Intel's hardware accelerated video transcode engine, Quick Sync, was introduced two years ago with Sandy Bridge. When it was introduced, I was immediately sold. With proper software support you could transcode content at frame rates that were multiple times faster than even the best GPU based solutions. And you could do so without taxing the CPU cores. 
While Quick Sync wasn't meant for high quality video encoding for professional production, it produced output that was more than good enough for use on a smartphone or tablet. Given the incredible rise in popularity of those devices over recent history and given that an increasing number of consumers moved to notebooks as primary PCs, a fast way of transcoding content without needing tons of CPU cores was exactly what the market needed.
There was just one problem with Quick Sync: it had zero support in the open source community. The open source x264 codec didn't support Quick Sync, and by extension applications like Handbrake didn't either. You had to rely on Cyberlink's Media Espresso or ArcSoft's Media Converter. Last week, Intel put the ball in motion to change all of this. 
With the release of the Intel Media SDK 2013, Intel open sourced its dispatcher code. The dispatcher simply detects what driver is loaded on the machine and returns whether or not the platform supports hardware or software based transcoding. The dispatcher is the final step before handing off a video stream to the graphics driver for transcoding, but previously it was a proprietary, closed source piece of code. For open source applications whose license requires that all components contained within the package are open source as well, the Media SDK 2013 should finally enable Quick Sync support. I believe that this was the last step in enabling Quick Sync support in applications like Handbrake.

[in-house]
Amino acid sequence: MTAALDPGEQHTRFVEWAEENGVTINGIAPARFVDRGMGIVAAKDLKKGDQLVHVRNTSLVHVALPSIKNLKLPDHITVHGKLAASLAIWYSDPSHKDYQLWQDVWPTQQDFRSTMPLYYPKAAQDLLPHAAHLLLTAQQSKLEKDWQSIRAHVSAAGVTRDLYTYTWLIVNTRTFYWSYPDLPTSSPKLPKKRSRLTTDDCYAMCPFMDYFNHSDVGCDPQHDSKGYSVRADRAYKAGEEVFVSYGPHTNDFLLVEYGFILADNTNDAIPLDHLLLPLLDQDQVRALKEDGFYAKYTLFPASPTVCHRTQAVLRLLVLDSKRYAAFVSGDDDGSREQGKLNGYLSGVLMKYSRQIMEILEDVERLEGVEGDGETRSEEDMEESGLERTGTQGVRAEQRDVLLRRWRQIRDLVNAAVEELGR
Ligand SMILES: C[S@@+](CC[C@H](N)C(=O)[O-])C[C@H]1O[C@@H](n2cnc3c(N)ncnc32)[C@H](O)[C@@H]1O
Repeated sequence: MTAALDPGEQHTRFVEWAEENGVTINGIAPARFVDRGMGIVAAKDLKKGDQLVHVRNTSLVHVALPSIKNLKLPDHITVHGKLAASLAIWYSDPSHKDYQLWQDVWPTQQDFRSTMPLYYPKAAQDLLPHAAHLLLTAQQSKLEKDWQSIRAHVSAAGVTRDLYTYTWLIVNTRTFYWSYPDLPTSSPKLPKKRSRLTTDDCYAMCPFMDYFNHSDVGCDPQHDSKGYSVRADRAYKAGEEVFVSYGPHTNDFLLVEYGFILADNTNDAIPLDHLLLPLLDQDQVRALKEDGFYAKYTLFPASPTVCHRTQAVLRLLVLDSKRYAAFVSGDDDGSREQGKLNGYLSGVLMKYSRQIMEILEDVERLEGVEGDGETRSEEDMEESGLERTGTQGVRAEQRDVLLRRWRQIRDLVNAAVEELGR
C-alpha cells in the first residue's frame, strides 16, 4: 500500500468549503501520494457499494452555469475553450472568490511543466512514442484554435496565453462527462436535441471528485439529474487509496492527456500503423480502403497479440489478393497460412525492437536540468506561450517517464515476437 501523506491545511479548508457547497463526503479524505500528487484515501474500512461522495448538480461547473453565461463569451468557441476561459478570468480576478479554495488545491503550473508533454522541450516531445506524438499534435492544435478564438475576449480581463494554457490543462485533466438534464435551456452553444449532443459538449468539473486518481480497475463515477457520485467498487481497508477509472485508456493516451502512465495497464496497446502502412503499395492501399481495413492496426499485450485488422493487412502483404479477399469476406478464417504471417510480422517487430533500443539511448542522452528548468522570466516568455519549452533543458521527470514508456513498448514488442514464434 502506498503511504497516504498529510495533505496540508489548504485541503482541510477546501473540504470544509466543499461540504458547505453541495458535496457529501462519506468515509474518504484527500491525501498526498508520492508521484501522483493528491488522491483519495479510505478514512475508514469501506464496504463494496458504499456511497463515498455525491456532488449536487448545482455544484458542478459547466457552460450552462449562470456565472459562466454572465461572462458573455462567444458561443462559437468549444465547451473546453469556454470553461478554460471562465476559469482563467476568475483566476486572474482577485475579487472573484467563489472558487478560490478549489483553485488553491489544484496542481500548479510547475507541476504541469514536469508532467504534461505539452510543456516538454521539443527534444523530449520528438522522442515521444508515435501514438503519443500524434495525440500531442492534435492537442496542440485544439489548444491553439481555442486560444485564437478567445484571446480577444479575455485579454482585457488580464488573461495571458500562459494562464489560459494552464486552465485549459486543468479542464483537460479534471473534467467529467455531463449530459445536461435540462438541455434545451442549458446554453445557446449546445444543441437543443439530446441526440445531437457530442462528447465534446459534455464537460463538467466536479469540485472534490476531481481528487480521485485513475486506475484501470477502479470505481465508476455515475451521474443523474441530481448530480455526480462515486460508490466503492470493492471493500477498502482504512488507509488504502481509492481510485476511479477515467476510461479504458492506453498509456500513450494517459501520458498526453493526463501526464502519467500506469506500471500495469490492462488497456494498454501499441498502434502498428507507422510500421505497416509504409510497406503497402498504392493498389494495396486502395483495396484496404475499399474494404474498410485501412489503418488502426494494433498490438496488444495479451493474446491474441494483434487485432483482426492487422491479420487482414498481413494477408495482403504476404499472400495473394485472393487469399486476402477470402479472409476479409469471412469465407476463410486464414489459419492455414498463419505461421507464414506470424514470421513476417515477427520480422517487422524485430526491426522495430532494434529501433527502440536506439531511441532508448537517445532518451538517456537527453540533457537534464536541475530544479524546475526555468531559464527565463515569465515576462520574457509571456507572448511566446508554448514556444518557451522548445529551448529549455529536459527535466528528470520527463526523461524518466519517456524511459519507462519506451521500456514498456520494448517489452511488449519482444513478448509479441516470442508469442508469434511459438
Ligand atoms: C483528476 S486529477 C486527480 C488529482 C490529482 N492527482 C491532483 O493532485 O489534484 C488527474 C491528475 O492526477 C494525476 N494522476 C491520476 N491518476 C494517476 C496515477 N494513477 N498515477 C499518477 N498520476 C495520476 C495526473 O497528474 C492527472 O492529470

I'm not happy with how long it took Intel to make this move, but I hope to see the results of it very soon. 
Comments Locked


View All Comments

  • Kamus - Wednesday, January 23, 2013 - link

    People that argue that people using x264 only care about quality have very little imagination.
    There's a lot of uses i can think off where you need speed for x264.
    It's the codec that xsplit uses, and it's also used by plex and other applications like it.

    on both xsplit and plex i'd much rather have the speed than the quality.

    For xsplit the ability to stream with little to no performance hit would be very useful. Because assuming it doesn't slow your game down it would be just as good as having a dedicated encoding computer for streaming or a capture card that does hardware encoding.
    This would allow people to use hardware they already have instead of having to shell out 300 dollars or more on a hardware solution.

    Plex would also have huge benefits from this. My whole family uses plex trough roku boxes and iOS clients. For me that means that my entire library has to be transcoded. Having plex use quicksync would probably allow for multiple transcodes with out breaking a sweat. Something that isn't possible right now; since a few 1080p transcodes will choke my server more often than not.

    I never understood why intel would invest so much on a piece of technology if they were going to make it so useless...
    Well, at least they are trying to fix that now. But now we have to see if developers of desirable software jump on board.

Log in

Don't have an account? Sign up now